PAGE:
Cemetery Photographs
Delaware County

Photographs and historical significance of gravestones provided by: Mark Kreps

Olive Branch Cemetery

Washington Township

LOCATION: Washington Twp. - SEC 11 - Proceed north on Wheeling Pike until reaching the town of Wheeling where Wheeling Pike t's into 1183-North. Head east until shortly thereafter reaching 364-West. Turning north onto 364-W-South and then proceed to 1268 North, turning west which turns into around the corner to 400 West. Proceed north passing the Elizabethtown historical marker (Photo below). Turn west to the next road north which is in Grant County, there is a Dead End Sign. Then turn onto the Dead End where it circles around and heads south back to Delaware County. The Olive Branch Cemetery is on east side of the road about 1/8 mile down the deadend.

HISTORY: Historian, John Ellis wrote about the settlement of Washington Township: "The first cemetery in the township was Olive Branch cemetery, at the north center of section 11, and near the Grant county line. It consisted of one acre of land, and was donated by William Heal, in 1836, to the township. The first person buried in this cemetery was the remains of John Watson, who died in 1837."
Historian Thomas Helm: "The remains of the donor and his wife, Olive, are also among the occupants of this silent city." My note: it is generally thought that the cemetery was named after Olive Heal. This is quite likely, as the M. E. Church built in about 1834 was named after her - she an active and interested member of the church.


Olive died Sept 9, 1843, aged 44y 11m 5d
William died April 16, 1842, aged 55y 7m 17d
William a War of 1812 Veteran.
His cabin was relocated and is now at the Delaware County Fairgrounds.

Daughters of Thomas and Susannah Littler
Rebeca A Littler, died Sept 17, 1830, aged 1y 7m 5d,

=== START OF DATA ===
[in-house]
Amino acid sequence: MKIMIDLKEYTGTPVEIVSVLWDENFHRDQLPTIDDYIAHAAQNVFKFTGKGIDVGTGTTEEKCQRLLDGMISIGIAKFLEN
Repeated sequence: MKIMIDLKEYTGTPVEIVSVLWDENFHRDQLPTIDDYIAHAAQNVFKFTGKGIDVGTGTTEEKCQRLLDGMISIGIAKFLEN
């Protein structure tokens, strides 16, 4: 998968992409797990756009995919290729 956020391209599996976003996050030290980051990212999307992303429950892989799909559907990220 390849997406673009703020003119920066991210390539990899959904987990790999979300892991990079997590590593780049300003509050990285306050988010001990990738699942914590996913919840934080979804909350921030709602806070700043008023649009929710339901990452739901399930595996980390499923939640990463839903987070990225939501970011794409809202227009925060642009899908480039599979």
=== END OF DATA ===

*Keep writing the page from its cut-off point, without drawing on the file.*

has the earliest known marked burial of Delaware County.
Sister, Jane Littler, on same stone, died Jan 18 1836, aged 6y 27d.

HEAL & LITTLER EARLY PIONEERS - Historian Thomas Helm wrote:

    In the early part of the year 1829, William Heal started on foot from his home in Muskingum County, Ohio, to select and enter a farm in Indiana, and finally decided upon the tract in Section 15, which he entered at the Fort Wayne Land Office on the 12th day of September of the same year. He returned to Ohio for his family, and, with three two-horse wagons, they set out on their journey.
    At Columbus, Ohio, they formed the acquaintance of Thomas Littler, who, with his family, was on route from Virginia to the prairies of Illinois. The two families became companions on the journey, and as Mr. Heal was the first to reach his destination, reluctant farewells were about to be exchanged, when Mr. Heal suggested to his friend that this would be quite as good a location as the point upon which he had decided. Pleased with the location, and unwilling to sever a friendship so firm as that which had been formed between the two families, Mr. Littler went to Fort Wayne and entered land adjoining Mr. Heal.
    These two were the first real pioneers of the township. Their entire attention was occupied in the development and improvement of their respective farms, and their labors were bestowed upon this object with an energy that brought about rich results. Both improved large farms: Mr. Heal occupied his during the remainder of his life; Mr. Littler sold out in 1865, and removed to the State of Iowa, where he still resides.

Died Feb 1849 - Aged 92y 7m
The person with the earliest birth (abt 1756)
buried in Olive Branch Cemetery.


Joseph Wilson and Uriah Powers first operated a flour mill and saw mill around which the village of Elizabethtown grew up in the 1830s. Wilson named the town after his daughter Elizabeth, and had high hopes for the community for the prospective county seat of a county which was to be formed from land in the northern part of Delaware County and unorganized territory to the north. When Blackford County was platted in 1839 and did not include Elizabethtown its importance began to wane, though a distillery and mill continued to operate here until 1870.

Rees Cemetery